After a year of significant reforms, the Government remains committed to an ambitious agenda of economic transformation. With no elections for the next four years, Turkey offers great investment opportunities.
It is important to understand what has been implemented since we took office last year, when a currency attack, unprecedented in scale, compounded by a host of other financial fragilities was underfoot. Evidently, we were dealing with truly extraordinary events. The New Economic Program was unveiled and we acted swiftly upon assuming office to restore price stability and guide the economy towards a more sustainable growth path. The results of our intervention are encouraging— inflation is already lower than a year ago; and single-digit inflation is within our grasp by September.
The Central Bank continues to take measures independently to pursue its fight against inflation. In tandem we are working to contain food prices by supporting the optimisation of supplychains, with an expectation to reap the benefits of such initiatives this autumn. This is critical given food prices have been a nagging source of inflation since early 2010s.
Following the Structural Transformation Steps announced in April, certain policies have been implemented to improve the economic outlook in the near term as well as to increase the productivity and growth potential in the long term. Our goal is to achieve sustainable growth while addressing Turkey’s main source of fragility, the chronic current account deficit, which has been financed by short-term debt.
Looking into the financial system, Turkish banks have capital adequacy ratios well above global benchmarks. However, we remain vigilant: state-owned banks received new capital injections in April, a number of privately-owned banks also raised capital, and the banking regulator has asked all banks to retain earnings. We are also developing state-of-the-art macroprudential oversight capabilities to detect systemic risks to financial stability.
The volume of credit, which contracted c.15% y-o-y, remains a serious concern. We want to ensure that the system continues to provide an uninterrupted flow of credit to eligible businesses. The new law on financial restructurings shows our determination in this matter. In addition, we are keeping a close eye on banks as they work through distressed loans, particularly in the energy and construction sectors. It is worth noting that several international and domestic investors are interested in forming funds to acquire such loans. We are keen to introduce necessary rules and regulations to extend our support to business environment.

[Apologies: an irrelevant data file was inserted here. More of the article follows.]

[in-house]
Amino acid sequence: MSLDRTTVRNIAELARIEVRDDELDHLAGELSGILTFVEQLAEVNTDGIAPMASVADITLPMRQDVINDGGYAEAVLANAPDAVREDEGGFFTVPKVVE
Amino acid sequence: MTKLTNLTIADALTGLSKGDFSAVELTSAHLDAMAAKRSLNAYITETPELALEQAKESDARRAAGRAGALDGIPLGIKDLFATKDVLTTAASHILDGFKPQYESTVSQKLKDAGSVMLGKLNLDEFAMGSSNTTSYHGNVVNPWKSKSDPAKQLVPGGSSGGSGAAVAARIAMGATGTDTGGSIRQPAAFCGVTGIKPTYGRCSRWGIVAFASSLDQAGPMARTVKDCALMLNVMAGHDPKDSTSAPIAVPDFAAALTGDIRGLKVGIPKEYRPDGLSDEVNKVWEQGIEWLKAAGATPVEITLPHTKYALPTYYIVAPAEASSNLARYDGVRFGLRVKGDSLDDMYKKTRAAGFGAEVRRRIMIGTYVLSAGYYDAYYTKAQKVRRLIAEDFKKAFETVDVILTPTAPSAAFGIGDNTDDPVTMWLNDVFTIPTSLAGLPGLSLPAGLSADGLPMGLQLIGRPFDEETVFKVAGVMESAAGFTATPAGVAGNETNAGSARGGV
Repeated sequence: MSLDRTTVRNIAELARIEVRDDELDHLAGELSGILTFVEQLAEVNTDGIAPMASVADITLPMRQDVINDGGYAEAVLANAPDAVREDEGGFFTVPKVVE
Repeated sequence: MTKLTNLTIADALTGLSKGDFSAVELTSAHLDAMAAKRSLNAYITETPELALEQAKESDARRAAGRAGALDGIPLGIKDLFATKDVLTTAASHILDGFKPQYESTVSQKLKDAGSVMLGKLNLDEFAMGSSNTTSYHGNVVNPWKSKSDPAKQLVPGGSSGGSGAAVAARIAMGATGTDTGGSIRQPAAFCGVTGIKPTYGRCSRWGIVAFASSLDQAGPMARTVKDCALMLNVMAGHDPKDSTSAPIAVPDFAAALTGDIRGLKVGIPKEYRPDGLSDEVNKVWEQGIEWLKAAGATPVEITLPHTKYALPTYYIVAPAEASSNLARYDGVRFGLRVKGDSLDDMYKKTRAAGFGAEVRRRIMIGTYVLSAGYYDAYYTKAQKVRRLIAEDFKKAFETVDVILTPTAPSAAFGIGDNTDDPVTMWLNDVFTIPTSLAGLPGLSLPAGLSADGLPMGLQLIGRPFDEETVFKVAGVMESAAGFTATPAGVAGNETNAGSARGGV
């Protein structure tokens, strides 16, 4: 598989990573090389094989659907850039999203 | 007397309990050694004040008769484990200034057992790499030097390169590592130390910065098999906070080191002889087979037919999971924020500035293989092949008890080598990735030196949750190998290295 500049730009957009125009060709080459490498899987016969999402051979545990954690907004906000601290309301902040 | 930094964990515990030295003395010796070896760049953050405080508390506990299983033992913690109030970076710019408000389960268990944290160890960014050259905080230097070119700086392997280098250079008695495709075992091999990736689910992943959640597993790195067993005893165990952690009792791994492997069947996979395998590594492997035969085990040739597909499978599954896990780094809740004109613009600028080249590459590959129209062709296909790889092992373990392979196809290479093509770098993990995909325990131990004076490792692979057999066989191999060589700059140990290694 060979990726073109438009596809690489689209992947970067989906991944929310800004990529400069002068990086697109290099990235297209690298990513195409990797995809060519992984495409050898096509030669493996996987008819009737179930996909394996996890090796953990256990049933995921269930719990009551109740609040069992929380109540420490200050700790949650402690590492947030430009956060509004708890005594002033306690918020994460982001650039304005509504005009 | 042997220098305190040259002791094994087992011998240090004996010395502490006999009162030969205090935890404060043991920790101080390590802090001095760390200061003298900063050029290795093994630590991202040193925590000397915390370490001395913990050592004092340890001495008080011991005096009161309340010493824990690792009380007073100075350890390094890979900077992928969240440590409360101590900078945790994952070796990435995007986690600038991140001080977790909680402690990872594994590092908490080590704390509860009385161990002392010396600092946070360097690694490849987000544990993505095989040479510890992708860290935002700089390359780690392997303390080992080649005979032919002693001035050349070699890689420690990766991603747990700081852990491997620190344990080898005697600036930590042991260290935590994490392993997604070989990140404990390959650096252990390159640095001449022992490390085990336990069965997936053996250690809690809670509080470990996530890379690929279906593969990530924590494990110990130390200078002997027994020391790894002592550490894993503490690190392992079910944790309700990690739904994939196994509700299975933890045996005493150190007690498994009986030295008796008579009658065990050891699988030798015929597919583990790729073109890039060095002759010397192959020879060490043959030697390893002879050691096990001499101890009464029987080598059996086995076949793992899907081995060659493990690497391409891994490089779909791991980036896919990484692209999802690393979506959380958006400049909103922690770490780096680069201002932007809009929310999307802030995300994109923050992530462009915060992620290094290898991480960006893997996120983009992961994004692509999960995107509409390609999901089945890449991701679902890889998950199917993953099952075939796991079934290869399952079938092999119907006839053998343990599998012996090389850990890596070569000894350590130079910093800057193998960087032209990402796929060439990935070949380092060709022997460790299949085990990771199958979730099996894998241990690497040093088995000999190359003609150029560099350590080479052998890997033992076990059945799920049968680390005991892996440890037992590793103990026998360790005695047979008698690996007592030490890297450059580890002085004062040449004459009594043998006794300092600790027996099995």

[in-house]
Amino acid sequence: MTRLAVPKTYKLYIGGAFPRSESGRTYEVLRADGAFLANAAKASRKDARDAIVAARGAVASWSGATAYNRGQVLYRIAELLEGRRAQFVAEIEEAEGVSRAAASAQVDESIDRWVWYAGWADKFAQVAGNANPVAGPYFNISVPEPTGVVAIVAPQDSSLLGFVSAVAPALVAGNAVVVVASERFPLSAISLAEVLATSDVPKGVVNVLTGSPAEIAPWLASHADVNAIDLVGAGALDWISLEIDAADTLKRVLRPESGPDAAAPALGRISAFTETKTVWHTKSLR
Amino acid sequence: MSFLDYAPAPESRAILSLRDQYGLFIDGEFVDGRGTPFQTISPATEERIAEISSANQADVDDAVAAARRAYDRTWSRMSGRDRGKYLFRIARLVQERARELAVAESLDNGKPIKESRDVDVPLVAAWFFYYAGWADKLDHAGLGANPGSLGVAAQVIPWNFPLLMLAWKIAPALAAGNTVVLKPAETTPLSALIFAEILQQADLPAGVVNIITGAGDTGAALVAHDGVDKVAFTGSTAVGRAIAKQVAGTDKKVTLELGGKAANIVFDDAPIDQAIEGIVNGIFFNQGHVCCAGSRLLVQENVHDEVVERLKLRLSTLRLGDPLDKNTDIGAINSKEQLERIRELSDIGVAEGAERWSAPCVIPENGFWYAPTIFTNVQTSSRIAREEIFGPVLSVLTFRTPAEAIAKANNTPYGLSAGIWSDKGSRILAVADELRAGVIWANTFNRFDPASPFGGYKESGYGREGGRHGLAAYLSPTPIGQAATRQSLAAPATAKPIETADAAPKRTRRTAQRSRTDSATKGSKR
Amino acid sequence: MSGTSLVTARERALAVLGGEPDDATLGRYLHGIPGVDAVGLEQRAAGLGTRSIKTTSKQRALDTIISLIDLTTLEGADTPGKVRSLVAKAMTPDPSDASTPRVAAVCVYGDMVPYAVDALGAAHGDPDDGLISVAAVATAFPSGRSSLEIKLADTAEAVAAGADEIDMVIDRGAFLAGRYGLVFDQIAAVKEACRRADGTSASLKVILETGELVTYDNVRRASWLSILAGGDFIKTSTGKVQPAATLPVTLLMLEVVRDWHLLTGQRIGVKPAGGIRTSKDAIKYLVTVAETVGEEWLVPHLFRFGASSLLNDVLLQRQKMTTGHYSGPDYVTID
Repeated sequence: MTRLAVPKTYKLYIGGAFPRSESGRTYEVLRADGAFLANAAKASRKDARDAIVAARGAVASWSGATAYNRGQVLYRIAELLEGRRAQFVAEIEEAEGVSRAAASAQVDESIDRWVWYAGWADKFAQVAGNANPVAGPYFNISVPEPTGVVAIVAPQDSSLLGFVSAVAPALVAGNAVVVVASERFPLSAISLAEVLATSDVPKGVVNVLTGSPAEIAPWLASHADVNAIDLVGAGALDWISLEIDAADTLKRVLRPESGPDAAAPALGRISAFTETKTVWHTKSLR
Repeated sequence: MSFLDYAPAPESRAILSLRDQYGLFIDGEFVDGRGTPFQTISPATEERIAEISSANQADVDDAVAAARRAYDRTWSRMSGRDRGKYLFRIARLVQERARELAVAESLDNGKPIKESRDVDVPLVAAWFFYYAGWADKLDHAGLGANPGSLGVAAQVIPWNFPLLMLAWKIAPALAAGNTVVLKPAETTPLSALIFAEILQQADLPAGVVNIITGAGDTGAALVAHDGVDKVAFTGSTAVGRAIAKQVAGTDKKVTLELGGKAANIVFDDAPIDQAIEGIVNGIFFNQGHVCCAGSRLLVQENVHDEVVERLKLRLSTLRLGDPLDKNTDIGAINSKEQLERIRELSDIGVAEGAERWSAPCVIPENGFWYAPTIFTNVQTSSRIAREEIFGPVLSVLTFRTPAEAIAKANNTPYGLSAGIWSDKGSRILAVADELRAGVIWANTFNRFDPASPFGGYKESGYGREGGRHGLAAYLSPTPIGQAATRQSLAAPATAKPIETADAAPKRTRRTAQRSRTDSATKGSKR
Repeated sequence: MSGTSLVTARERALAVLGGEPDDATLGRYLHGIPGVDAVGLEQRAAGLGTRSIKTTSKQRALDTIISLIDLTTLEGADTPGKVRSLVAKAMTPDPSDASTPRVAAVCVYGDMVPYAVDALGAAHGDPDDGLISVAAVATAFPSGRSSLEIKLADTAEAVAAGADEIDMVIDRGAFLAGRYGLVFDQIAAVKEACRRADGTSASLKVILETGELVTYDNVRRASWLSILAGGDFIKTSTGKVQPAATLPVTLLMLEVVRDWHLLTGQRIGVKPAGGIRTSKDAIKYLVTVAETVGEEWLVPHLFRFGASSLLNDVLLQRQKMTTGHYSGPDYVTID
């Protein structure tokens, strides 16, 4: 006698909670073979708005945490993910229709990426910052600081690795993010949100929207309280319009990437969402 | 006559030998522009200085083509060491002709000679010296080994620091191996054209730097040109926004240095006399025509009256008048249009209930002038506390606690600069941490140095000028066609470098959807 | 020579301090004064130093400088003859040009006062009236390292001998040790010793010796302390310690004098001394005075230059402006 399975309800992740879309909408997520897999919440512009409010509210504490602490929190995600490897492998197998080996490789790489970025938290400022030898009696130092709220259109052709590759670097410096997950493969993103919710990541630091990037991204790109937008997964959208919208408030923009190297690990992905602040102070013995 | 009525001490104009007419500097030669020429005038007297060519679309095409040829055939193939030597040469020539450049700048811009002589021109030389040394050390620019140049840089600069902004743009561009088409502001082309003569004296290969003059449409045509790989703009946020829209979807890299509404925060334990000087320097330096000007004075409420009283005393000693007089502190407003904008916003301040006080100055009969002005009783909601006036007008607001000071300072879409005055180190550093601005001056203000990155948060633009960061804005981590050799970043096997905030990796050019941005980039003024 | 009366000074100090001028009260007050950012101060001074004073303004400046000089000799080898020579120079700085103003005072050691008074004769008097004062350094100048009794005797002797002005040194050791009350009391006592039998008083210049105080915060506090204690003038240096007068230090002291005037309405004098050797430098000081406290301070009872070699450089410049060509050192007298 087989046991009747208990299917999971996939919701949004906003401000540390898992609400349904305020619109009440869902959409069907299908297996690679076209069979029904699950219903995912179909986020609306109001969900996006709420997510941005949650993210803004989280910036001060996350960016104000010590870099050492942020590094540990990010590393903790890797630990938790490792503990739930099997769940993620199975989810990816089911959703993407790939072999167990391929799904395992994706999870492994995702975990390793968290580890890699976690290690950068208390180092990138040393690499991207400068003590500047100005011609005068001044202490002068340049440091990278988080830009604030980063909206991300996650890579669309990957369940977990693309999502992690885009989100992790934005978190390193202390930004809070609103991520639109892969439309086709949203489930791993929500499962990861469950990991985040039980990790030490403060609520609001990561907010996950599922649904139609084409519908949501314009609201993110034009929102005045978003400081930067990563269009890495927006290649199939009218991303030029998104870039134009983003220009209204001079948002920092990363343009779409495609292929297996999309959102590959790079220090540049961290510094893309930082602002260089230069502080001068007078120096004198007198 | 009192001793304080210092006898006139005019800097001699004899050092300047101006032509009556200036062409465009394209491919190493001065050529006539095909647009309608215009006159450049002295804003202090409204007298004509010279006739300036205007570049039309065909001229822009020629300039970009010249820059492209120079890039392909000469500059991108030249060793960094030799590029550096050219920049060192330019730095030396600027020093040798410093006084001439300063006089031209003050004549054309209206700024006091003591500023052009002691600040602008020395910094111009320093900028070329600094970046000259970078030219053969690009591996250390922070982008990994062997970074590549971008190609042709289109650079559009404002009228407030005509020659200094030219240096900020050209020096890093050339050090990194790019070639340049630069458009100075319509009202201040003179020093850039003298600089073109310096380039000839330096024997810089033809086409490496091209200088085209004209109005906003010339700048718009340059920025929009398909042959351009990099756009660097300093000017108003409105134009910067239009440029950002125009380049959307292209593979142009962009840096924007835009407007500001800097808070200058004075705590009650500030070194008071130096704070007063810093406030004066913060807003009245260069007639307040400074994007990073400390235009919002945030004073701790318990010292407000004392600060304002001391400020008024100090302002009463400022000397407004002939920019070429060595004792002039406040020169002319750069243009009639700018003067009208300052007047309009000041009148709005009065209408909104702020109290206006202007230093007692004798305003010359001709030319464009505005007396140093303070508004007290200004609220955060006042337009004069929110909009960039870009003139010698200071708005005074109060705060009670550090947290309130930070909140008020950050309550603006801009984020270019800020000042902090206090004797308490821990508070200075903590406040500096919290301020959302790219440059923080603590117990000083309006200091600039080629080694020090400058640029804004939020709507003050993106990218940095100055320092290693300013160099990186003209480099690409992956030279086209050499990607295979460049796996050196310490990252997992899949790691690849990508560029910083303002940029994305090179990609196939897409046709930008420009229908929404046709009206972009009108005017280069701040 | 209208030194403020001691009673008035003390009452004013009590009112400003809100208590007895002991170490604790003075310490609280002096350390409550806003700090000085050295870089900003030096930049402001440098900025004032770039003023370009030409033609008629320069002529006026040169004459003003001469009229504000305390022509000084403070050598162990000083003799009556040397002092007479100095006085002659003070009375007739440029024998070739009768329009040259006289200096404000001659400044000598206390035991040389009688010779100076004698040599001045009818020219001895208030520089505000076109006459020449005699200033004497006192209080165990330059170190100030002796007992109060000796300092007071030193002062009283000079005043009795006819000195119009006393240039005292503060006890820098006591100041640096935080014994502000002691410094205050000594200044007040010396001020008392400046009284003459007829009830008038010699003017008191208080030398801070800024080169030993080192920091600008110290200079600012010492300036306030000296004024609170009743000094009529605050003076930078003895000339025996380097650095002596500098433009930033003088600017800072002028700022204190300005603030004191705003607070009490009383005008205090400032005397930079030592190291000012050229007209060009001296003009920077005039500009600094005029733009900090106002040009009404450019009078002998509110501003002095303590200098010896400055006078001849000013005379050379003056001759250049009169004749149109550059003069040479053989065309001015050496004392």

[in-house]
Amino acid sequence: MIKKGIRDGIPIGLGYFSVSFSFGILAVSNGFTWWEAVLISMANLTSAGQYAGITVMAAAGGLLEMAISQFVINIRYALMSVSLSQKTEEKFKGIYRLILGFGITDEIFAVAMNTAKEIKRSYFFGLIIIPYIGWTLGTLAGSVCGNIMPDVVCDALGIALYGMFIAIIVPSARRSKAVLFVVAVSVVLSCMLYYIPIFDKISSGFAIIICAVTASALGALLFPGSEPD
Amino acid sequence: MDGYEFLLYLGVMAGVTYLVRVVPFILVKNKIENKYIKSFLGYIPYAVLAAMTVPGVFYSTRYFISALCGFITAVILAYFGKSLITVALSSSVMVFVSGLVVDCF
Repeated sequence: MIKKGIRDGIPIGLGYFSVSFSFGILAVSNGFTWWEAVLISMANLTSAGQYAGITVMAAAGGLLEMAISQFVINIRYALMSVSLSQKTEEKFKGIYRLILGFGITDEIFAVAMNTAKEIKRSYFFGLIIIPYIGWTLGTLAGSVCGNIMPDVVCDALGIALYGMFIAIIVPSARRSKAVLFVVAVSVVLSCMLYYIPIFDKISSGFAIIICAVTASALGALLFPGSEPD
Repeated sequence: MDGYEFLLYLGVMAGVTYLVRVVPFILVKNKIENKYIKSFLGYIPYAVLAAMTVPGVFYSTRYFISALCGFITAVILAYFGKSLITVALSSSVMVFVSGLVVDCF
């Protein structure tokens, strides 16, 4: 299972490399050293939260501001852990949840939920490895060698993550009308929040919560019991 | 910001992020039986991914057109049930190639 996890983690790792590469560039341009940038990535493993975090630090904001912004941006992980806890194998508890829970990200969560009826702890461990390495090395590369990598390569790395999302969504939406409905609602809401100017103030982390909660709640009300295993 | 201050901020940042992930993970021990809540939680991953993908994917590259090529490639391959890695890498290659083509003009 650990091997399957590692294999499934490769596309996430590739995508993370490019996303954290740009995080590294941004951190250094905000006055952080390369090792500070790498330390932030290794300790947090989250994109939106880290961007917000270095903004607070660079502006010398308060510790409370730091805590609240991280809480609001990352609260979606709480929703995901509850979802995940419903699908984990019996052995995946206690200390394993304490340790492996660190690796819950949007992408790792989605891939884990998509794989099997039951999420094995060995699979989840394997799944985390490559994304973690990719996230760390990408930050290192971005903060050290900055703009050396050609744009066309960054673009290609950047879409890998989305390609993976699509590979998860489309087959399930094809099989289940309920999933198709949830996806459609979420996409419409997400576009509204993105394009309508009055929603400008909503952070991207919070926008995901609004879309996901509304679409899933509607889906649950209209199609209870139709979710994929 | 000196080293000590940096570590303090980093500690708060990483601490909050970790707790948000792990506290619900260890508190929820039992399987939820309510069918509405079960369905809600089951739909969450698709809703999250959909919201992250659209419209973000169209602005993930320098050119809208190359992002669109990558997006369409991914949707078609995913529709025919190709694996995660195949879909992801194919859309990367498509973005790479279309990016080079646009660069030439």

A major policy initiative to boost domestic savings is to be announced. This will lead to longterm growth and reduce reliance on short-term capital flows. In addition, we are filling so-called information gaps by requiring firms with domestic bank borrowings exceeding TRL100 millions ($18 millions) to submit audited financial statements to their banks before they obtain loans. A national credit rating agency will further improve the information environment and deepen capital markets. Furthermore, there is great potential for growth in the insurance industry to supplement the diversity of funding sources.
Exporters have been playing a substantial role in the improvement of Turkey’s current account balance. Their tremendous entrepreneurial drive shown in diversifying export markets to over 200 countries, benefiting from modern logistics, transportation, energy and communications infrastructure ,has been the backbone of export market growth. Targeted loan programs, launched in June, have been designed to further support in this regard.
Our sovereign wealth fund along with other state institutions are actively holding discussions with strategic partners in the pharmaceuticals, petrochemicals, energy and technology sectors in order to bolster the current account and attract foreign direct investment. In addition, significant joint exploration and production opportunities await investors in the Eastern Mediterranean. Turkey’s natural endowments to become the preeminent energy, logistics, trade and export base at the crossroads of three continents remain undeniably live and attractive.
Turkey’s strong fiscal balance sheet is reassuring on the road towards re-establishing robust growth in 2H-2019. We are about to undertake significant transformation of our tax code to strengthen tax administration, realize base expansion and reduce corporate taxes to create investments and jobs. Turkey’s track record of fiscal discipline is self-evident and will never change. Other reforms including the effective functioning of the judicial system will be addressed before yearend, contributing to a healthier and more predictable investment environment. These structural initiatives will be central looking towards the centennial of our republic in 2023.
Aside from economic management, Turkey’s national security priorities are evident. We will remain a member of the NATO. As a regional powerhouse Turkey will always build and nurture wide-ranging friendships and economic ties. We are deeply committed to defending the free market system, the primacy of the rule of law and the universality of human rights – all of which are essential to building a robust economy.
We are enthusiastic about the opportunities that lie ahead, and we welcome all partners who are willing to take part.
Berat Albayrak is the Minister of Treasury and Finance of Turkey
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